“When you go into school, or into college, you meet people from everywhere – from America, from Poland, everywhere – in one day”, says one Hackney Community College student at a British Future debate.
British Future went to Hackney to talk to students about whether they defined themselves as British, English or something else. The students’ debate, chaired by Anthony Painter, also focused on integration – in terms of the diversity they could see around them in London, and how they thought that was mirrored in the rest of the country.
The students expressed pride in Britain and being British; when asked what she thought was a good aspect of Britain, one student answered that “the fact that we are all together in this country, and that we accept each others ways of life is a really good thing”. Another student said that events such as the Olympics, where you see “different ethnicities come together and win something for the UK” made him feel proud to be British.
But the acceptance they saw around themselves didn’t necessarily apply to the whole of Britain; “if you went to other cities, you wouldn’t really get the same view as you do in London…where an asian or a black race is less prominent, you will get different views”. Another student agreed that “people tend to generalise England to London – coming from London it can be easy to say people are really equal, but if you go elsewhere that might not be the case”.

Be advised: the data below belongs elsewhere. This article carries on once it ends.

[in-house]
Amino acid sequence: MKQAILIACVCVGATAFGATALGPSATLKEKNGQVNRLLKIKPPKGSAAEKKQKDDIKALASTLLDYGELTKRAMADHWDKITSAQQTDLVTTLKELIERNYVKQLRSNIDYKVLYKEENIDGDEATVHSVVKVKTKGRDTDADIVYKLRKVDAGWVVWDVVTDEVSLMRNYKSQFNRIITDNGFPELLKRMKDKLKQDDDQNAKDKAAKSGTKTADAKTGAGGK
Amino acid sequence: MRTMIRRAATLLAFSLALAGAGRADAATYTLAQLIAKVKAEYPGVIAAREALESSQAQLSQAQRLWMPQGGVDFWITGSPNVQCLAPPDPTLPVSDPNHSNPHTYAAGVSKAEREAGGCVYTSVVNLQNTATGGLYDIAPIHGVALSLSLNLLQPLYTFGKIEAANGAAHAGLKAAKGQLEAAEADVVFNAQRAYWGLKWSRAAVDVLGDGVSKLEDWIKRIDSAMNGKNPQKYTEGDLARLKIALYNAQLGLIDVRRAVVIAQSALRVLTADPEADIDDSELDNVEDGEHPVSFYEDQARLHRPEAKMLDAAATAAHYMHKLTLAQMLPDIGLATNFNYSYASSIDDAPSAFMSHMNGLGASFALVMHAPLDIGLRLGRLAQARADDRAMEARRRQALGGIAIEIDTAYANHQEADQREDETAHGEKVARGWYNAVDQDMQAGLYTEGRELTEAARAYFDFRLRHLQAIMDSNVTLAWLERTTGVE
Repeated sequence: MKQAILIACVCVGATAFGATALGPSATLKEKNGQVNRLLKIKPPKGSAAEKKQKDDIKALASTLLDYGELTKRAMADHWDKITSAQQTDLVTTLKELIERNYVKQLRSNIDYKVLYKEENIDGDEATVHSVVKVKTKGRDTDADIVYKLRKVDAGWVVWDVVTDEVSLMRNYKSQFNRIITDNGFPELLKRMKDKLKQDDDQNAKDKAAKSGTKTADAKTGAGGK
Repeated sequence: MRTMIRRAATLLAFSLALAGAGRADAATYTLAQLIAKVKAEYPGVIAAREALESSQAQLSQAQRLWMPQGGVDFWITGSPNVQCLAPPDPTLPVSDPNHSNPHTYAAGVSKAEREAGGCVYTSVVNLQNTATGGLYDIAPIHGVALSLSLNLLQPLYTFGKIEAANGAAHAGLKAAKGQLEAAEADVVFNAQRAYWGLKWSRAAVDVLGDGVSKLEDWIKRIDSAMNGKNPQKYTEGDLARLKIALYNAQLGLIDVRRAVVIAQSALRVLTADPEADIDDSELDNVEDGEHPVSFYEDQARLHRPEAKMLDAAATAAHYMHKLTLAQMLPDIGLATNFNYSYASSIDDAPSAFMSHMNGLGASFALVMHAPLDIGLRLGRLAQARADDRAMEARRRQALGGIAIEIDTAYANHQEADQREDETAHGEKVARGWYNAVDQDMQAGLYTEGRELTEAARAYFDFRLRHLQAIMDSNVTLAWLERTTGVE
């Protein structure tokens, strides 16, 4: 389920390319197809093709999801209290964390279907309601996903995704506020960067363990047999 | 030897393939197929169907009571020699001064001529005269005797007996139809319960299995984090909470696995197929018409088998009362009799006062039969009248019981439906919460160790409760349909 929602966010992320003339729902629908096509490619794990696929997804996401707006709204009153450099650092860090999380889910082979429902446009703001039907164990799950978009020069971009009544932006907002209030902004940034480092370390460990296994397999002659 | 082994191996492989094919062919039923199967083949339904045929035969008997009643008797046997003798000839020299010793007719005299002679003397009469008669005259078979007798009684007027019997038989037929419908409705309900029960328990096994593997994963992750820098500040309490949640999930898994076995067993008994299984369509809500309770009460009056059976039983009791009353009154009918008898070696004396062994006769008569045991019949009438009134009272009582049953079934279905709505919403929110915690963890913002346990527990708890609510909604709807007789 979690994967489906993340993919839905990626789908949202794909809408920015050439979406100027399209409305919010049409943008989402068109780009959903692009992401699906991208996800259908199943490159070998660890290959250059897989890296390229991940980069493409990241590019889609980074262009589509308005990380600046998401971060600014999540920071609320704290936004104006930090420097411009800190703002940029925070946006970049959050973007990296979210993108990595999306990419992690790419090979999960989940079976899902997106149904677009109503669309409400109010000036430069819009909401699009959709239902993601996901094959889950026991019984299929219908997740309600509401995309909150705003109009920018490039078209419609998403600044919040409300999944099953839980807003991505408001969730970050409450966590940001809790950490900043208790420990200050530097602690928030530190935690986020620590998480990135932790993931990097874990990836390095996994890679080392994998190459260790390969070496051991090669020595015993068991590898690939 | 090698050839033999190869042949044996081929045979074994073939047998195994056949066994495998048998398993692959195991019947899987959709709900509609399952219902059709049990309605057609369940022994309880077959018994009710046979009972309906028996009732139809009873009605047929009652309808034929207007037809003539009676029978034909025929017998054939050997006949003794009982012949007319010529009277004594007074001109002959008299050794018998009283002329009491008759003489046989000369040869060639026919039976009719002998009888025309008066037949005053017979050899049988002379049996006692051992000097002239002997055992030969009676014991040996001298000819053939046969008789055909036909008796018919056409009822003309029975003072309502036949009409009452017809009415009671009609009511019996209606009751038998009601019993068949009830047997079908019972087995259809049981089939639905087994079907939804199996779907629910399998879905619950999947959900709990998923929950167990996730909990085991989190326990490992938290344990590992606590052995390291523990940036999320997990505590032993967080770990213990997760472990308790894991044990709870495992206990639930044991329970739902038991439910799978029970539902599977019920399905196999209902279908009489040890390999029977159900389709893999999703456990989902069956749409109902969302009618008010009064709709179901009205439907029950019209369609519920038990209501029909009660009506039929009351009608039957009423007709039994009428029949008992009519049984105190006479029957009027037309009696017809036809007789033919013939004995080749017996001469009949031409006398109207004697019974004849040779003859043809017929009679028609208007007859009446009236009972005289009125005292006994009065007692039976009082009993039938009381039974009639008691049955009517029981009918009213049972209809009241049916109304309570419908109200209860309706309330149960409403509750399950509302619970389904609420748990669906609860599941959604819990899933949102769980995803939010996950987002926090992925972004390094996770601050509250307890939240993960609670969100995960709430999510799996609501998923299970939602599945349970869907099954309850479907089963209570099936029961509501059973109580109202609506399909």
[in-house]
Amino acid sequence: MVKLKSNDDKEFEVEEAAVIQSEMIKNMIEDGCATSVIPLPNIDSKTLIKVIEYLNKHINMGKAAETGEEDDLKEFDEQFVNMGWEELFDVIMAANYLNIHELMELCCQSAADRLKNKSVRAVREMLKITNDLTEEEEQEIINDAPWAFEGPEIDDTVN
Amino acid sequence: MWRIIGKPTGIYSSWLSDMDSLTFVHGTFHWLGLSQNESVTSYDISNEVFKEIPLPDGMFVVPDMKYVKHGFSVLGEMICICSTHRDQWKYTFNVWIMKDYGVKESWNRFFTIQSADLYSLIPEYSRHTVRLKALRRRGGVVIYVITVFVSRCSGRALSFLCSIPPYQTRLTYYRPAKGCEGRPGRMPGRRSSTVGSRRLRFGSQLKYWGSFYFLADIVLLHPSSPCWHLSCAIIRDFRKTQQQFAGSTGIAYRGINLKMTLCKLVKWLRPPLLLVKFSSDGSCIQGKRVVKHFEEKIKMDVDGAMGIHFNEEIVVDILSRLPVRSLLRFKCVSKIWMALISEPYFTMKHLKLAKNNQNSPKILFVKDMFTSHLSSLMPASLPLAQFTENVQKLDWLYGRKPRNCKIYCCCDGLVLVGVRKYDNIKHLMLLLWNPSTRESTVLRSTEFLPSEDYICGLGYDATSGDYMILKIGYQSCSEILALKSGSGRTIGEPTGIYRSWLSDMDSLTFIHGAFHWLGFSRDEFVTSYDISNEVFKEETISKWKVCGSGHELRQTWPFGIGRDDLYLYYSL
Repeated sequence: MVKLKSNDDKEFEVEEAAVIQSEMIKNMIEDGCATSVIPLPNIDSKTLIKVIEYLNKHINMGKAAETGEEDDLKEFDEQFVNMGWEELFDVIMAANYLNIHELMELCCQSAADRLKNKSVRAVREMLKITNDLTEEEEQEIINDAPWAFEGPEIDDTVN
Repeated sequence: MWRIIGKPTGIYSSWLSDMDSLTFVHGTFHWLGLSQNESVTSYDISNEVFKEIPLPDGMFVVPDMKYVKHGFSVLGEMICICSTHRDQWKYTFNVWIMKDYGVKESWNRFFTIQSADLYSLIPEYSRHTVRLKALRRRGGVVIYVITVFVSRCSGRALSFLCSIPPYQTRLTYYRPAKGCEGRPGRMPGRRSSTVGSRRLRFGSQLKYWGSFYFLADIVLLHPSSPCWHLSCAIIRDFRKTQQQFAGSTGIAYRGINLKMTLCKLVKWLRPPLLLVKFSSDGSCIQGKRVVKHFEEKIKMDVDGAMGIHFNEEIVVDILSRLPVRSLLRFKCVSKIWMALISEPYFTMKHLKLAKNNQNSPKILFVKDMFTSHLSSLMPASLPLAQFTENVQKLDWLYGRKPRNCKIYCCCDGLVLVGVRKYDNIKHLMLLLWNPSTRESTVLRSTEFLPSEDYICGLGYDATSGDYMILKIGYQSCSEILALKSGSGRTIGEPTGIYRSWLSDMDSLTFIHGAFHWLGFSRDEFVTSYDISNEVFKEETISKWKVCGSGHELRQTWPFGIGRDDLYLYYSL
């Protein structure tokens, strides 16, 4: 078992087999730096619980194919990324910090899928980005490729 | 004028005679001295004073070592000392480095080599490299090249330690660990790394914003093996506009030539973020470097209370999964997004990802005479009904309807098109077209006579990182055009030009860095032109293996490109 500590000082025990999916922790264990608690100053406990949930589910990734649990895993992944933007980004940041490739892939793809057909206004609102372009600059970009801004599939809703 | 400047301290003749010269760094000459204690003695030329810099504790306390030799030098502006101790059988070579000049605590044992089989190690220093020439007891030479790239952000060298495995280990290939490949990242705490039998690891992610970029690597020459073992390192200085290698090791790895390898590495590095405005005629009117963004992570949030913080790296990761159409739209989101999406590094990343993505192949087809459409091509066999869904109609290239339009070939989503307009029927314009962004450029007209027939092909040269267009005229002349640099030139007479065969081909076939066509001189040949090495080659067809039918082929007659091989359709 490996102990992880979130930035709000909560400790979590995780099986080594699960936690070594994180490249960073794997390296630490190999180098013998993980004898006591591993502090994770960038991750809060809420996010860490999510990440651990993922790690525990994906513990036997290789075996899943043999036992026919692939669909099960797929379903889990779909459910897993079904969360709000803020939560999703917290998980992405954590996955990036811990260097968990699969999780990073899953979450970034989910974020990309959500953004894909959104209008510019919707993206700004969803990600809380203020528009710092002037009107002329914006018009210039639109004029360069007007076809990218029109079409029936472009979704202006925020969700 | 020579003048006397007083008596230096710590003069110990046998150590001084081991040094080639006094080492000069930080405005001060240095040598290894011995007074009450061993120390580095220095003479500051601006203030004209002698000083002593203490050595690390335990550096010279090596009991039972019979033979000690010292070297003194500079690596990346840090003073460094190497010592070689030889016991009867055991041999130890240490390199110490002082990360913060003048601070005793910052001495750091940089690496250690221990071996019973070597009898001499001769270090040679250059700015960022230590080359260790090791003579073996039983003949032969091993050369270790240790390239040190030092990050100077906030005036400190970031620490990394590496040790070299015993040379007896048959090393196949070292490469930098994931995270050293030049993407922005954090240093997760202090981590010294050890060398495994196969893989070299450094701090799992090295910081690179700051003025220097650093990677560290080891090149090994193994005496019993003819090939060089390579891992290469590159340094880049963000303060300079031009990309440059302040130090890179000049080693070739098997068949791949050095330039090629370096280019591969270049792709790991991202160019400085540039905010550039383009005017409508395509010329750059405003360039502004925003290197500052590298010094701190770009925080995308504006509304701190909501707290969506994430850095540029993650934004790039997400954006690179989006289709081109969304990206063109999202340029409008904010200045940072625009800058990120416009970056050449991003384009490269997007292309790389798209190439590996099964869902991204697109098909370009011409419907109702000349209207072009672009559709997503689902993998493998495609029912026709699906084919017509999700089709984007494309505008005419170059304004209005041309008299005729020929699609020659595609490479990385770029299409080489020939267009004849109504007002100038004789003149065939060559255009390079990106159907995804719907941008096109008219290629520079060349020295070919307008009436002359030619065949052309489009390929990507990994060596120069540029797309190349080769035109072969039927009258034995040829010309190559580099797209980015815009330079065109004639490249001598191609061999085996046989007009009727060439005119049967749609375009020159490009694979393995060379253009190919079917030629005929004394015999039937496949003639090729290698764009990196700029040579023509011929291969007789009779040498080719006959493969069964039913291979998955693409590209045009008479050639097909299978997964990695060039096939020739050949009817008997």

But there are also bad sides to London, some students said; “London is a great city…but people don’t say hello going down the road…when I went to Wales, everyone was so friendly”. Another student added that “we are in a place where we do accept people…but London is also quite a ‘rude’ area”. Feeling like part of a community is something that some of the student’s had seen fall away the last few years: “I used to know everyone where I lived, now we don’t even talk”. The dispersal of ethnicities around London was put down as one of the reasons for this growing feeling of separation; “often Asian people have their own community and black people have their own community -Turkish people go to north London, and Asian people go east – so we are divided”. It is getting better, she admitted, but the division is still there.
And education needs to change to help grow acceptance and integration, by teaching things that help people understand different cultures, said one student; “in secondary school, and even A-levels, we just learn about the English, we don’t learn about anything else. My knowledge of that came from my friends”.
But the country is becoming more integrated, particularly for young people; “its become more diverse with the younger generation…its normal to us, its how we grew up”.
To watch the full debate go to British Future’s Youtube page here.